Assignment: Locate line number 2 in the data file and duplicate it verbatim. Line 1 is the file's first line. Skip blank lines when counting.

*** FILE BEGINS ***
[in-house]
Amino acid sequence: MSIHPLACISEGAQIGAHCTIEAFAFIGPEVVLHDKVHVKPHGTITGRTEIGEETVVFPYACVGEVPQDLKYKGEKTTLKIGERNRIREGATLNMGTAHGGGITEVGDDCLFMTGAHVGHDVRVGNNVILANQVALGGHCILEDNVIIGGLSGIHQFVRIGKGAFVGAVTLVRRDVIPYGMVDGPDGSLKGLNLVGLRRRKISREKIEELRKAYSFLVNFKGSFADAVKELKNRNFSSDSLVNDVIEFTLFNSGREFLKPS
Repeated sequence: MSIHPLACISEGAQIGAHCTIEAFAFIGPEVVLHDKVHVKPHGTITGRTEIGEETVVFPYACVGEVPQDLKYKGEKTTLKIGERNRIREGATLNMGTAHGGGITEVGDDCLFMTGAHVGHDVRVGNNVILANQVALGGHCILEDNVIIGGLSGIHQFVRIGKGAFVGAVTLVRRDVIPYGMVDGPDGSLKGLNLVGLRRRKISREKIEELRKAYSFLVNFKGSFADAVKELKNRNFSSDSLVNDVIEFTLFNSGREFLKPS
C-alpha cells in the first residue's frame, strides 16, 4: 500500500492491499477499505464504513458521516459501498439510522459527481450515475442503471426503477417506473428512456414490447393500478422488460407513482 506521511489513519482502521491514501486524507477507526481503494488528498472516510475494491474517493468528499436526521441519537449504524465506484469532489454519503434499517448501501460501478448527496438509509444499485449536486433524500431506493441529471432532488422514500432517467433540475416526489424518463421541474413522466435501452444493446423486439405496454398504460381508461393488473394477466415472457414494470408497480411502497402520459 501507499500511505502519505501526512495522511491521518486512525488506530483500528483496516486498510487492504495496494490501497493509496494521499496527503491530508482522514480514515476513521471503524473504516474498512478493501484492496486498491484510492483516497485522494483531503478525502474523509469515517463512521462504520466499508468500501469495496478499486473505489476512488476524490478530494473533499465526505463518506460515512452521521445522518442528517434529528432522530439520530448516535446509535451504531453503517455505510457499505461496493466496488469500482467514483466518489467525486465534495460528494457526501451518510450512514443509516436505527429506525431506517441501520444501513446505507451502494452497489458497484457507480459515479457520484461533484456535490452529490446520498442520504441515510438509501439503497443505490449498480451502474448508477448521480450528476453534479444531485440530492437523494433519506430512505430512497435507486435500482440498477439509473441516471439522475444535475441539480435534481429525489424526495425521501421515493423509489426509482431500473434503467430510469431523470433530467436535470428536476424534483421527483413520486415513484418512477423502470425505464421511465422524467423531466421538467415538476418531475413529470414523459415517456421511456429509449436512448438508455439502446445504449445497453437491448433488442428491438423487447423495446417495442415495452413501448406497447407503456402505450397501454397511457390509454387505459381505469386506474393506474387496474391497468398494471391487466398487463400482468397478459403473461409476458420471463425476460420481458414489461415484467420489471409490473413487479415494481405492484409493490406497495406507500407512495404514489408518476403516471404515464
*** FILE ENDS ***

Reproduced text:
Amino acid sequence: MSIHPLACISEGAQIGAHCTIEAFAFIGPEVVLHDKVHVKPHGTITGRTEIGEETVVFPYACVGEVPQDLKYKGEKTTLKIGERNRIREGATLNMGTAHGGGITEVGDDCLFMTGAHVGHDVRVGNNVILANQVALGGHCILEDNVIIGGLSGIHQFVRIGKGAFVGAVTLVRRDVIPYGMVDGPDGSLKGLNLVGLRRRKISREKIEELRKAYSFLVNFKGSFADAVKELKNRNFSSDSLVNDVIEFTLFNSGREFLKPS